It’s true, while you are in school every day coaches are working to recruit athletes for their next season, and even beyond. When you commit to that school remember that the coach is recruiting someone, often several someones, to come in and compete for sports on the team EVERY year. Inter team competition, that’s how they get better. Next time you talk to a college coach ask them how many athletes they watched play this year. Ask them how many athletes they recruited and brought in to play on the team the last four years. Ask them how many of the athletes on the team have graduated with degrees in the last four years. Ask them what the team’s Grade Point Average is (GPA). Finally, ask them how important it is to them that their payers have a lot of fun playing their sport. How important is it to you?
                Now this girl joined a pay for play travel team to enhance her visibility and to give her greater options. Maybe, maybe not. Are you trying to tell me that just because you have money to play a sport on an “elite” travel team it makes you one of the best at playing that sport for your age group in your area? Does it say just because an athlete is poor and can’t afford to pay for play that you can’t develop your abilities and  become really good at your sport or even great? I think not.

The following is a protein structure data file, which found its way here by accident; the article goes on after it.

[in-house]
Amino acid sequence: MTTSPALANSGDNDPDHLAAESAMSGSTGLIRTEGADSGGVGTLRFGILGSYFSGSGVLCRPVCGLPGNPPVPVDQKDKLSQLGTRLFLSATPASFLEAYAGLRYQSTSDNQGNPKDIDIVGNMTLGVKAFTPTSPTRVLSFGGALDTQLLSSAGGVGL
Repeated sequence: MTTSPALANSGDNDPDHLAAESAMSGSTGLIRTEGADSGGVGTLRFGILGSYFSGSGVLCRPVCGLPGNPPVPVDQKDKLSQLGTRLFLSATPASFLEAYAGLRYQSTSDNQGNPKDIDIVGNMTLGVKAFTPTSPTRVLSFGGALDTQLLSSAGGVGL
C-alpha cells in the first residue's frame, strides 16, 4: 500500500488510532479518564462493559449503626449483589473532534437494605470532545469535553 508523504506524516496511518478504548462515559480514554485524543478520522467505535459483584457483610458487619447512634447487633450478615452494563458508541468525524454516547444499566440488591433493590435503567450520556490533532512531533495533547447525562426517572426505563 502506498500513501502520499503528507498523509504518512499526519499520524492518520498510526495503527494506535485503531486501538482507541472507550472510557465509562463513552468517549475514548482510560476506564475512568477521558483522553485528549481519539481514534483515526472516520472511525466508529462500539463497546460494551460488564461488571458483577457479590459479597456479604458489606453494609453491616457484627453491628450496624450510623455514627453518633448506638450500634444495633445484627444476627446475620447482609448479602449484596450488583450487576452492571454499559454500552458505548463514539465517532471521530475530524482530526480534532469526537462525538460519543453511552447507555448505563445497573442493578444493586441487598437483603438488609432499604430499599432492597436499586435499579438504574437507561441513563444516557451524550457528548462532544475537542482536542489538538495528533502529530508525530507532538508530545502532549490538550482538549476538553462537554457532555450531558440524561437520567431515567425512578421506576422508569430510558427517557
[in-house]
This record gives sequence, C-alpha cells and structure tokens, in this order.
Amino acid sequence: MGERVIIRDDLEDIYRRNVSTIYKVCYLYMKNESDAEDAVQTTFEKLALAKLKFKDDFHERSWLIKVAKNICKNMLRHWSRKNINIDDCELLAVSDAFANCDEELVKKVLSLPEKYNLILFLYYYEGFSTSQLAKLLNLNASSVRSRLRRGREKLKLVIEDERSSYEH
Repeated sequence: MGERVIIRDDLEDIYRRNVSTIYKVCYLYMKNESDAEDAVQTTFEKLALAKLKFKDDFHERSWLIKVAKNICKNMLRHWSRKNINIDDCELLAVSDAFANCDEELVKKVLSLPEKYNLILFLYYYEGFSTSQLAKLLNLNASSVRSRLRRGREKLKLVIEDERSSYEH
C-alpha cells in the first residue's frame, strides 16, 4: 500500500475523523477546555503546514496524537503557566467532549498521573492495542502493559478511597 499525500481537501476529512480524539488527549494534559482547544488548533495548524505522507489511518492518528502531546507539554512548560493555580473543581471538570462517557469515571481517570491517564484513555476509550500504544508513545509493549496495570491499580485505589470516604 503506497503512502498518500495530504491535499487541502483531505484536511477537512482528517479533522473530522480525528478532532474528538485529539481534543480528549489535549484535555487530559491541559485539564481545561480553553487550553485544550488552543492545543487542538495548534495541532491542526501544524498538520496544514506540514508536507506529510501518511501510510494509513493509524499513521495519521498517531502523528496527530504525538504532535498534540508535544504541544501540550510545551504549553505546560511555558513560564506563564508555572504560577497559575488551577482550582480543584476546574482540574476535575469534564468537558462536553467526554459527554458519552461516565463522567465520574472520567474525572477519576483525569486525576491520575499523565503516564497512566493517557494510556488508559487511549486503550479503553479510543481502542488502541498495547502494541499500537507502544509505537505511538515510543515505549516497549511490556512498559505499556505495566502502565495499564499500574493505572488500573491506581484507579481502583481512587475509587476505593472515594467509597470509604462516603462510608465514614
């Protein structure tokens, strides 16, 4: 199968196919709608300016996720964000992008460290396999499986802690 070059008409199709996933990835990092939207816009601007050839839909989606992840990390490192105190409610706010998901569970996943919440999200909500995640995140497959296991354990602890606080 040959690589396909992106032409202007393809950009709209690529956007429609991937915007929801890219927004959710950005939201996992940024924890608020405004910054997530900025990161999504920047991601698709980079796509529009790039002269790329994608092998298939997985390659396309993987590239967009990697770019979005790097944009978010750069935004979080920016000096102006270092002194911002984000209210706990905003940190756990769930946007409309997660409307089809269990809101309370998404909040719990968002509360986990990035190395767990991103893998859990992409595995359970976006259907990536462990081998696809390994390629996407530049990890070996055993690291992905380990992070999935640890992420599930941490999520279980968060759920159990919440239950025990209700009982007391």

Are we to believe that if she got a bunch of girls together and contacted her high school’s athletic director that she couldn’t have scheduled many pickup games? Or possibly found some bases, gone to a park, set up a field and just played for a couple of hours? When word got out, she may find that she can get a regular game going once a week. It is here I caution to anyone following this paradigm to include one adult to watch over but NOT coach the kids playing the game for safety reasons.